In the Naugatuck, Housatonic and Shetucket Rivers, from September 1 through December 15, angling for Atlantic salmon is restricted to catch-and-release only. From December 16, 2020, through March 31, 2021, the daily creel limit for Atlantic salmon will be one. During the open season in the rivers, the legal method for taking Atlantic salmon is limited to angling using a single fly, or an artificial lure with a single free swinging hook and no additional weight can be added to the line above the fly or lure. Also, from September 1st through March 31st, fishing for other species in the designated Atlantic Salmon “Broodstock Areas” is restricted to the gear legal for Atlantic salmon.
On the Shetucket River, anglers can fish for salmon downstream from the Scotland Dam (Windham) to the Water Street Bridge in Norwich (the first bridge upstream of Norwich Harbor). The salmon are stocked into one designated Atlantic Salmon “Broodstock Area”, from the Scotland Dam to the Occum Dam.
Anglers are allowed to fish for salmon in the Naugatuck River from the confluence of the East and West Branches (Torrington) downstream to the Housatonic River (Derby). Anglers may also fish for Atlantic salmon in the Housatonic River downstream of Derby Dam. The salmon are typically stocked into two designated Atlantic Salmon Broodstock Areas on the Naugatuck River, the “Campville Section” of the upper Naugatuck River from Route 118 downstream to the Thomaston Flood Control Dam (Litchfield-Thomaston) and the “Beacon Falls Section” of the lower Naugatuck, from Prospect Street (Naugatuck) downstream to Pines Bridge Road (Route 42 bridge, Beacon Falls). From September 1st through March 31st, fishing for other species in these designated Atlantic Salmon Broodstock Areas is restricted to the gear legal for Atlantic salmon.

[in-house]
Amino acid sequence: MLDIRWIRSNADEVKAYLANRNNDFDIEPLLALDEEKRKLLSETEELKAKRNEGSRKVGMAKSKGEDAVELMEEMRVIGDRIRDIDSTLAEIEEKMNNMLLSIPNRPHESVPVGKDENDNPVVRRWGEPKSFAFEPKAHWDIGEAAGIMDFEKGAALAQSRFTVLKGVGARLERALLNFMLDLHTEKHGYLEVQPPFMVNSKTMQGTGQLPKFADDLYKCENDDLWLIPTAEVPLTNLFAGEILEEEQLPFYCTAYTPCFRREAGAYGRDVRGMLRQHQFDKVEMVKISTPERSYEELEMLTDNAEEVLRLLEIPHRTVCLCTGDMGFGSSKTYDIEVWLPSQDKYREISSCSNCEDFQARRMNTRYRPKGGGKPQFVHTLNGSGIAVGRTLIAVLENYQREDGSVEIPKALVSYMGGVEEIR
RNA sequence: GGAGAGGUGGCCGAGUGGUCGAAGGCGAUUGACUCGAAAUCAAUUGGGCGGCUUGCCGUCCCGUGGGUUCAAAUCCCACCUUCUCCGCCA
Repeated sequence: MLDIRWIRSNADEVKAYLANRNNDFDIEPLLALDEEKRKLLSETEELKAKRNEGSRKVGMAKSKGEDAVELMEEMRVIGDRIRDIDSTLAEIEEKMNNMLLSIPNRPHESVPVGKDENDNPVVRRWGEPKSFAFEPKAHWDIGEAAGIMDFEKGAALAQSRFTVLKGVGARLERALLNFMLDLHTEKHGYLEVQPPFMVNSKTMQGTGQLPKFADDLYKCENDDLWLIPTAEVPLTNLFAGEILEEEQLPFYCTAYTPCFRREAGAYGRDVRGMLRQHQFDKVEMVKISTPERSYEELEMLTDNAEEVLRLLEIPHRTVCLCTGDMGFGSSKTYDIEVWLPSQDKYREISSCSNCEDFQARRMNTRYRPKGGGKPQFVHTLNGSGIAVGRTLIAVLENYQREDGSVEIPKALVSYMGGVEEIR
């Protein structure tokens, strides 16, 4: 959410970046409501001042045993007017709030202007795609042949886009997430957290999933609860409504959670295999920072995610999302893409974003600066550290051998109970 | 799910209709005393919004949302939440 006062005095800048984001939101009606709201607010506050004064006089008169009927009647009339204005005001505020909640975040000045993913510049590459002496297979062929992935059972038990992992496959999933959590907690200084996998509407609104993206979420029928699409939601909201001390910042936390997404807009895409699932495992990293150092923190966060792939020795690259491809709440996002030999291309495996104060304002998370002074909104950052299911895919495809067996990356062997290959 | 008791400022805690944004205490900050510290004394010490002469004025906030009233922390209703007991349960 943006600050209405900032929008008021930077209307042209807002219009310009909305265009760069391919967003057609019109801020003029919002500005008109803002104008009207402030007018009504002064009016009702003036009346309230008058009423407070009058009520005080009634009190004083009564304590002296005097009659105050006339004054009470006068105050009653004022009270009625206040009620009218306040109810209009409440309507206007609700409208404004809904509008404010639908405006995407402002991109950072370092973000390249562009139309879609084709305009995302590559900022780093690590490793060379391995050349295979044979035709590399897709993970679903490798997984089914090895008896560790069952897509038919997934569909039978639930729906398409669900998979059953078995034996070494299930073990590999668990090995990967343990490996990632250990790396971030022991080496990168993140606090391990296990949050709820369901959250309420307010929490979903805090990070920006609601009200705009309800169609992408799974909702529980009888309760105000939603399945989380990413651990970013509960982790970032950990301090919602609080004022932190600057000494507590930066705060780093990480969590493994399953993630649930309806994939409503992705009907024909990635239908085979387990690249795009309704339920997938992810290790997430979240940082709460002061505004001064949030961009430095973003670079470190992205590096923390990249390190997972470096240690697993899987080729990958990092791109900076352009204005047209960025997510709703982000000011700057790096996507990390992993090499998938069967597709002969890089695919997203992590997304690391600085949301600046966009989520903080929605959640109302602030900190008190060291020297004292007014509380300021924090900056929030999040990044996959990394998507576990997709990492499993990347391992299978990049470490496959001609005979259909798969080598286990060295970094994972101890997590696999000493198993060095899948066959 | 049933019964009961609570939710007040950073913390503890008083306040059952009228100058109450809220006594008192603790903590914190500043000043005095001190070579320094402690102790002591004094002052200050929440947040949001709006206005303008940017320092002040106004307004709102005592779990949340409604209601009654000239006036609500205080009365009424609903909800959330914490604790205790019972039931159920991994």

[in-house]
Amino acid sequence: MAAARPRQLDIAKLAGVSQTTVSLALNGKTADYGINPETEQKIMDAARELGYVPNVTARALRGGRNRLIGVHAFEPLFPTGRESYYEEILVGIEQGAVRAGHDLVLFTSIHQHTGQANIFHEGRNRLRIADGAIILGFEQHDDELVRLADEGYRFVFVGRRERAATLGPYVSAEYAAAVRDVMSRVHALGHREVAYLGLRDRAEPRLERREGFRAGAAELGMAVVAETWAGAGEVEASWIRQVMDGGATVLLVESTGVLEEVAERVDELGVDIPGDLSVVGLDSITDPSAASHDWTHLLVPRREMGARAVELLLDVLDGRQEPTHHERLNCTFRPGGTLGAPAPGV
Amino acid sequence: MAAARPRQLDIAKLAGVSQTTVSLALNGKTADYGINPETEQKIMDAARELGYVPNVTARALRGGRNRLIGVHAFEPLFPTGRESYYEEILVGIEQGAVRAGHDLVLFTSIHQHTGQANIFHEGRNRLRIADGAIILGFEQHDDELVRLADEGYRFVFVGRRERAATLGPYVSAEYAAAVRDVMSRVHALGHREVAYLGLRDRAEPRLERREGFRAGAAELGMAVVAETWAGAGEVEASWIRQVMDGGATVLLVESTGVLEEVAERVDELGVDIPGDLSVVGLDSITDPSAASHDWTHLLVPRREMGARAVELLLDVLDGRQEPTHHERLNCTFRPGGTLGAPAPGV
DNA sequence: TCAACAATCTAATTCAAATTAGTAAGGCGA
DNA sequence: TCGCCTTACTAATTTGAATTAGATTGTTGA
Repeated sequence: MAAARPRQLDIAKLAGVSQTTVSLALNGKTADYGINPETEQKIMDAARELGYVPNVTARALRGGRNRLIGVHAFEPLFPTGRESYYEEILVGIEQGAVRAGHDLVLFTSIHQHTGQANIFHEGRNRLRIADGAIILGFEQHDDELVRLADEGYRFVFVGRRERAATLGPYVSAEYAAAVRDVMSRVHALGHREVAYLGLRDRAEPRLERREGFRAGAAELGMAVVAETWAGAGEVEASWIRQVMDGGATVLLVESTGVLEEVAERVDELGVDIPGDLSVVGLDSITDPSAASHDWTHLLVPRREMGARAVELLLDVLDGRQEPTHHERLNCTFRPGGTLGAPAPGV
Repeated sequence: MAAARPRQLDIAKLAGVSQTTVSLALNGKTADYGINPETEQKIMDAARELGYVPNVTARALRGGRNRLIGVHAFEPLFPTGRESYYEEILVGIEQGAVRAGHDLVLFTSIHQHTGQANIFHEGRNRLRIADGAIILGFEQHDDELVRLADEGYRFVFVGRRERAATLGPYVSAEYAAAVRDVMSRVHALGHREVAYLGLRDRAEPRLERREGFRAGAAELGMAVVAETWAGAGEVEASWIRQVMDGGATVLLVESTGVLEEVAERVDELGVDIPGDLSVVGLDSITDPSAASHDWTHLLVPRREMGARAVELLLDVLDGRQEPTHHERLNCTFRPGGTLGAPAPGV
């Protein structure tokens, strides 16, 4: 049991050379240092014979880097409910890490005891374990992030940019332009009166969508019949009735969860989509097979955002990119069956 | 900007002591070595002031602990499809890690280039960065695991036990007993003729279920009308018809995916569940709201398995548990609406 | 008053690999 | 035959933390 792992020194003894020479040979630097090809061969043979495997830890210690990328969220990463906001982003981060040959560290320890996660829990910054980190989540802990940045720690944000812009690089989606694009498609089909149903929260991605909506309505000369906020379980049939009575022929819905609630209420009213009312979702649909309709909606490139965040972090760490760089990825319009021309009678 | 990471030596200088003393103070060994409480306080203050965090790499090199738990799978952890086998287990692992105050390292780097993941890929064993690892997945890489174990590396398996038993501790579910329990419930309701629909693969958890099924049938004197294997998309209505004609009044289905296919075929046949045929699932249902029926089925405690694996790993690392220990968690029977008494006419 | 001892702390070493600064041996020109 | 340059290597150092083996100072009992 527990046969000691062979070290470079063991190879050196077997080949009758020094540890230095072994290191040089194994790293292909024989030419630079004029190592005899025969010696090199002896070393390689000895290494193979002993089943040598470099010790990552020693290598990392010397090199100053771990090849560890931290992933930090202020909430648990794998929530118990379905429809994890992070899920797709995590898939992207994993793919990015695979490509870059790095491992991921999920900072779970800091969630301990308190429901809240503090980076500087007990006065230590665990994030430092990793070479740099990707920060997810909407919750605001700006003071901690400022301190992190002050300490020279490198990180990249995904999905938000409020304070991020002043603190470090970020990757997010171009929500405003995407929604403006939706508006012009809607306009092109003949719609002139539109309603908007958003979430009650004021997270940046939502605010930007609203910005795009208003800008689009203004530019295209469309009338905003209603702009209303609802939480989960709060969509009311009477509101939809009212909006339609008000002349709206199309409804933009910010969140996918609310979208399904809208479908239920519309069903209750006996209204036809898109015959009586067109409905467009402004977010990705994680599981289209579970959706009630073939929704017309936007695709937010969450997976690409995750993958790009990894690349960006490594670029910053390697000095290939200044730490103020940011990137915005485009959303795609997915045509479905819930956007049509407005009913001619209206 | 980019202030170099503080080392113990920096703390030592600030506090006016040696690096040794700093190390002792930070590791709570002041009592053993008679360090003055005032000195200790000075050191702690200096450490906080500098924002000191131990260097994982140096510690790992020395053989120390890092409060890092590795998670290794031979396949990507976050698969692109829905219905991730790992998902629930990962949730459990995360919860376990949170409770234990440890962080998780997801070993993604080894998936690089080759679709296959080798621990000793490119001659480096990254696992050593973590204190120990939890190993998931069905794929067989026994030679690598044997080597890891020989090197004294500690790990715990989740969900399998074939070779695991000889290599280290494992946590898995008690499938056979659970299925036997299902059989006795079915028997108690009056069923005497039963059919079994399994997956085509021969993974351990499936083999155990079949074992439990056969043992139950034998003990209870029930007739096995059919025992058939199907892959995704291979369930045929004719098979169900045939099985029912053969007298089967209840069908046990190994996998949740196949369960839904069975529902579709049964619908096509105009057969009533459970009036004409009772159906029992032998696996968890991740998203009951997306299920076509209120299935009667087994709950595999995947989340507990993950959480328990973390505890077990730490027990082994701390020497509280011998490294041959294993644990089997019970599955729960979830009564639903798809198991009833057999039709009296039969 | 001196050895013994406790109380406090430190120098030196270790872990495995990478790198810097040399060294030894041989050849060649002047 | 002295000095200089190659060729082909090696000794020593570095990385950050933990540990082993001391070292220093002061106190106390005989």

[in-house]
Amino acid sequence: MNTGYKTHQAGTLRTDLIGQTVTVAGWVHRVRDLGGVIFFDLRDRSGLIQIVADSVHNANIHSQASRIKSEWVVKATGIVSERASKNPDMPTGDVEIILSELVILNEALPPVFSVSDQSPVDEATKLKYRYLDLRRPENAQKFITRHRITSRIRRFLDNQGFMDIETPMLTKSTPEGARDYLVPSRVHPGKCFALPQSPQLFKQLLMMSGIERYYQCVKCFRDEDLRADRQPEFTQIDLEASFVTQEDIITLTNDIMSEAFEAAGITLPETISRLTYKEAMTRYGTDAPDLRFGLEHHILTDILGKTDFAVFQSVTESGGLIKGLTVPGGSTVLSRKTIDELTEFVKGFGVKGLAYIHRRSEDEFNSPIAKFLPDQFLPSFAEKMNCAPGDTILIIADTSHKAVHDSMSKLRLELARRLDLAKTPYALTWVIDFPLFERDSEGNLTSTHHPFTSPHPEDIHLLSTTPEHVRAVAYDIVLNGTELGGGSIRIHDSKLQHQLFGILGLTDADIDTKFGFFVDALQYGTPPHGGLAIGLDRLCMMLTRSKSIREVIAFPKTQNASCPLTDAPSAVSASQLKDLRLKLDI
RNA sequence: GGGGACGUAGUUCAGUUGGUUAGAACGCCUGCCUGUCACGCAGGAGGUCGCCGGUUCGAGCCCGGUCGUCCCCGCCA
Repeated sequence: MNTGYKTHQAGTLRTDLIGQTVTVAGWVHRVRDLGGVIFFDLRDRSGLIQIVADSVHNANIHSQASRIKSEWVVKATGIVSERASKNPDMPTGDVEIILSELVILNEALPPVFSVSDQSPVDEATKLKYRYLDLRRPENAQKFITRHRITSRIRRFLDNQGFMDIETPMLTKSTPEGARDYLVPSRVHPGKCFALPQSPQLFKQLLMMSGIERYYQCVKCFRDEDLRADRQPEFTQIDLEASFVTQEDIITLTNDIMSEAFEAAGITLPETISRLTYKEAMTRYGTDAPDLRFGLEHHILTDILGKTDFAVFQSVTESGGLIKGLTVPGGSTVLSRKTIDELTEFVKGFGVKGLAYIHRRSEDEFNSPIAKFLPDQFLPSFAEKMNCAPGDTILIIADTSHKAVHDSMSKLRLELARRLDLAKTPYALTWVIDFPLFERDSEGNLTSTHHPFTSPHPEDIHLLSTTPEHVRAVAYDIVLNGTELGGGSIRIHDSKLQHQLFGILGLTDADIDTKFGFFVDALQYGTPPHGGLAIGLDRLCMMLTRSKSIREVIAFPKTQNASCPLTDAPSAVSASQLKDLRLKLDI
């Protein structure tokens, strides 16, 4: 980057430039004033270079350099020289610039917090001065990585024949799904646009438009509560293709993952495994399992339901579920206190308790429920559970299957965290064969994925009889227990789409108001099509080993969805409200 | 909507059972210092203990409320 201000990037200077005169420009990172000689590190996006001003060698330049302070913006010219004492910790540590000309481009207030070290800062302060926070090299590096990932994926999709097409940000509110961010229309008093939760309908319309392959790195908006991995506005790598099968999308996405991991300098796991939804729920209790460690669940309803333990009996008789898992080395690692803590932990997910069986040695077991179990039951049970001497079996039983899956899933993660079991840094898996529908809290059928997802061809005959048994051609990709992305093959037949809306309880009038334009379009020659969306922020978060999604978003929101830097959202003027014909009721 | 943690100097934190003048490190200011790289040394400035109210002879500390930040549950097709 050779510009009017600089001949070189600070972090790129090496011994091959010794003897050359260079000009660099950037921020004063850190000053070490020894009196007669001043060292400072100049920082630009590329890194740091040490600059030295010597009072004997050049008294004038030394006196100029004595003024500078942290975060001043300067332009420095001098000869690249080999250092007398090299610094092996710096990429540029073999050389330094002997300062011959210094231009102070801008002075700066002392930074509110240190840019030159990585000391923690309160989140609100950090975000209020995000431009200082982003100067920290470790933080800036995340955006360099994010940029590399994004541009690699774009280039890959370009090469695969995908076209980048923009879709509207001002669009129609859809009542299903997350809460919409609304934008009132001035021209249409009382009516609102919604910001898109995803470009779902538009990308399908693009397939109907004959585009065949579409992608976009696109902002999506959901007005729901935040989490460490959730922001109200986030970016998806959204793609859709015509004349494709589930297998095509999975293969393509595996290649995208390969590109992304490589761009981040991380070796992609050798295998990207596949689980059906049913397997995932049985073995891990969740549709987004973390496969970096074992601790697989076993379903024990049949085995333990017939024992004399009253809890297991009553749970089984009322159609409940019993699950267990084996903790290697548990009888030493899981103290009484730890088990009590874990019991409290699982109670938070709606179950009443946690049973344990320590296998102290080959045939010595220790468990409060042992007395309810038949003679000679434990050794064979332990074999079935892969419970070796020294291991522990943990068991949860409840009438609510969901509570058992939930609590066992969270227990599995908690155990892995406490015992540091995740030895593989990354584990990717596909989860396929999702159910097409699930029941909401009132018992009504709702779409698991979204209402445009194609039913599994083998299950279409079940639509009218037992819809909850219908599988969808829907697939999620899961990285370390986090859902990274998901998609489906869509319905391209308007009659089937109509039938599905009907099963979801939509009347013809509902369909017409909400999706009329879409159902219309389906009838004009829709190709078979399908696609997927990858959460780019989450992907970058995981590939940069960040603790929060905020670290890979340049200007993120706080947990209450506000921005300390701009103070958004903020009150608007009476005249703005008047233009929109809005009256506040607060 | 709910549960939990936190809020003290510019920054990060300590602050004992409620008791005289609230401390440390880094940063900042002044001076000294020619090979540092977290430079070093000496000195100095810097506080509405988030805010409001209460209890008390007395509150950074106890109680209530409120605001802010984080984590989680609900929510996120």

The regulations for Atlantic salmon released into lakes and ponds are different from the regulations for salmon on the Naugatuck and Shetucket Rivers. In each lake, the regulations for methods, seasons and minimum lengths for salmon will be the same as for trout in that specific water body but the daily creel limit will be one salmon per day. (Please refer to the 2020 CT Angler’s Guide for trout regulations).
Public Comment for Proposed Inland Fishing Regulations
Connecticut's Fisheries Division has posted proposed changes to the inland fishing regulations and is seeking public comment until 4:00 pm on December 15, 2020. A public hearing will be held via the ZOOM virtual conference platform on December 1, 2020 at 6:30 pm.